Thursday, June 21, 2018
Wednesday, June 20, 2018
DJ Whoo Kid taps Young Buck and Raekwon for the new song, "NY Shit."
"NYC is like my second home, and I wanted to give back to the streets on this one. Whoo Kid and I went back into our classic mixtape mode for this one." said Young Buck
DJ Whoo Kid x Young Buck x Raekwon - NY SH*T
Monday, June 18, 2018
Mashup of some of my all-time favorite cartoon characters, rapping "Protect Ya Neck" by the Wu-Tang Clan. Starring Inspector Gadget as Inspectah Deck, Chef as Raekwon, He-Man as Method Man, Lion-O as U-God, The Joker as ODB, Space Ghost as Ghostface, Splinter as the RZA, and the Brain as the GZA.
Video by Mylo the Cat aka isthishowyougoviral aka Adam Schleichkorn.
Big thanks to my subscribers and followers on all platforms. I’ve said it many times, but I don’t make anything off of these ridiculous videos, I just love that they help make people’s day’s a little better for a minute or two. If you don’t like a particular song selection, please remember, I really don’t care! But seriously, if you got a song you want to see mashed up, leave a comment, and I’ll try to make it happen. Like I always say, I read almost every comment on every platform (like a lunatic), and seriously, you peeps make my freakin day. I’m available to edit all sorts of videos and create all sorts of content, contact me -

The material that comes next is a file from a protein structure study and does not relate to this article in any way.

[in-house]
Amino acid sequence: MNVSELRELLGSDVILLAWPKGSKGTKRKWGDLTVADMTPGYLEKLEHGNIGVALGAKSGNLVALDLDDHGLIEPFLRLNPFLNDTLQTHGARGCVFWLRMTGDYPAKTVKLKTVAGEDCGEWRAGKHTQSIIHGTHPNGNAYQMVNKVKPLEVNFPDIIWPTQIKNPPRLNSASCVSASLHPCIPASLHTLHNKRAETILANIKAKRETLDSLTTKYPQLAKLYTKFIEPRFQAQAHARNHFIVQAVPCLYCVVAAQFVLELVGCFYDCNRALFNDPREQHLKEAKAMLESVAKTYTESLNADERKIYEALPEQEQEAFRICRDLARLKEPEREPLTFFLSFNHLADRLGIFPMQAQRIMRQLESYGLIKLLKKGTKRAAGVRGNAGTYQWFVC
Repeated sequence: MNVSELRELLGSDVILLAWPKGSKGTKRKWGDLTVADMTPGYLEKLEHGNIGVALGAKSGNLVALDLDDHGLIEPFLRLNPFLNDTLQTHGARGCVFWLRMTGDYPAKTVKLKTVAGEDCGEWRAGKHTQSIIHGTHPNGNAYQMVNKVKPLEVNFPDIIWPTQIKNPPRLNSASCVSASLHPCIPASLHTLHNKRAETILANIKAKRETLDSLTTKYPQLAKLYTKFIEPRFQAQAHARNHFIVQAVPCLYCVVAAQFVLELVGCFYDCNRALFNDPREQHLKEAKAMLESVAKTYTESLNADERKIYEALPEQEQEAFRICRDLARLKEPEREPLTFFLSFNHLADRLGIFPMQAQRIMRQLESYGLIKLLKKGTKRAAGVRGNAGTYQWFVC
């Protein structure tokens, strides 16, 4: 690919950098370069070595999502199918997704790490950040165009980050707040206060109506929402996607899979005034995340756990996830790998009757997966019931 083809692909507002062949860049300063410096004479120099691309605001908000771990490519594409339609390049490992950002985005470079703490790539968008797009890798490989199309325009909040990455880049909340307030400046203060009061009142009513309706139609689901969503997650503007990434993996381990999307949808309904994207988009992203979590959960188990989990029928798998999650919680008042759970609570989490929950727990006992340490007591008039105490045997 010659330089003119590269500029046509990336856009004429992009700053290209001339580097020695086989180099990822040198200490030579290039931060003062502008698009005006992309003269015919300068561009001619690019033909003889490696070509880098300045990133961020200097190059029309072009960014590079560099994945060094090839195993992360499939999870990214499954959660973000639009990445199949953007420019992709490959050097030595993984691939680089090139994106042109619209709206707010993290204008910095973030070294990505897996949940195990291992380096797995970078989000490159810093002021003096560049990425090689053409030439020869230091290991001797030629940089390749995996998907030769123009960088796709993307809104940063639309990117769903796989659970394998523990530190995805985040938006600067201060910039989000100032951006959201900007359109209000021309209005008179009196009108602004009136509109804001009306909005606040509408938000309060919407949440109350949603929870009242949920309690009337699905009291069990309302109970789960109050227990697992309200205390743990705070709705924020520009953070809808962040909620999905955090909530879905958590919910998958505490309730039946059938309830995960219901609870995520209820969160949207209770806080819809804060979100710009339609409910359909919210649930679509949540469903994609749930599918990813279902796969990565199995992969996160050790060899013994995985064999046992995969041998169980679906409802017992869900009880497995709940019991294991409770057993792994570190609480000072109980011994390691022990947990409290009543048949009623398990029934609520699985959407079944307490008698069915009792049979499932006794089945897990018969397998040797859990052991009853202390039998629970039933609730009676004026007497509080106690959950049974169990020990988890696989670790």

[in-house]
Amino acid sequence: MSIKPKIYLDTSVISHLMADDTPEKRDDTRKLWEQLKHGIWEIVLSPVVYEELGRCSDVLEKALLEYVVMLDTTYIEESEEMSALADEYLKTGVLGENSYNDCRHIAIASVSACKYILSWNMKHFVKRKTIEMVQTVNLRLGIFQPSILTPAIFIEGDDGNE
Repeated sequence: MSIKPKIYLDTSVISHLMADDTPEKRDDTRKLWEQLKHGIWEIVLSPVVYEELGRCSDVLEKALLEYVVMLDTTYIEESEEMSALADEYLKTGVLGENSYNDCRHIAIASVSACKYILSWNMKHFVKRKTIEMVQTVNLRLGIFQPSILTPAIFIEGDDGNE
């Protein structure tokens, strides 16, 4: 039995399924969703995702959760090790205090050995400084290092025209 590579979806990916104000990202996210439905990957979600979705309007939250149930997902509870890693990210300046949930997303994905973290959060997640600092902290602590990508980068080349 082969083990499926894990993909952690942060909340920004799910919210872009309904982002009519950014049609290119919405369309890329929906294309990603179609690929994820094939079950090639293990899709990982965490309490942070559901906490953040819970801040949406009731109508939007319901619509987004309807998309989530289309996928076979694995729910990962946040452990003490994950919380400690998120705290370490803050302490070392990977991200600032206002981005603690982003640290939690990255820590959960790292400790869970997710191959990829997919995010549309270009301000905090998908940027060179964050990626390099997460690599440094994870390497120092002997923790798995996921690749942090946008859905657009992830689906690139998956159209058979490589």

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Saturday, June 16, 2018
Thursday, June 14, 2018
Tuesday, June 12, 2018
First time collaboration between Wu-Tang and Clarks Originals. Wu Wallys, rare blue n cream // black on black shoes. $190.00 including tax :)) Check the fly sh#t!!!
Monday, June 11, 2018
Rappers have been known to do weird things at live shows sometimes. Typically it's along the lines of doing a massive stage dive off the top of the scaffolding or something, but GZA is much classier than that.
[READ MORE via HotNewHipHop]
Thursday, June 7, 2018
Tuesday, June 5, 2018
By the end of 1992 to mid 1993, New York City's rap scene was in a stasis. Golden Era rap guards like Eric B. & Rakim waved a bittersweet adieu with the 1992 acerbic opus Don't Sweat the Technique, while Big Daddy Kane attempted to win back old fans on Looks Like A Job For…, trading in his satin-clothed rap playboy image for a black hoody and hard rhymes. Public Enemy even reached their peak, releasing a b-sides album, all as the East began to fade in the thicket of smoke left behind Dr. Dre and Snoop Doggy Dogg's The Chronic. In need of an energy shot, the Big Apple would soon get that in the form of a gritty nine-man troupe from out of the grimy project stairwells of Staten Island, NY.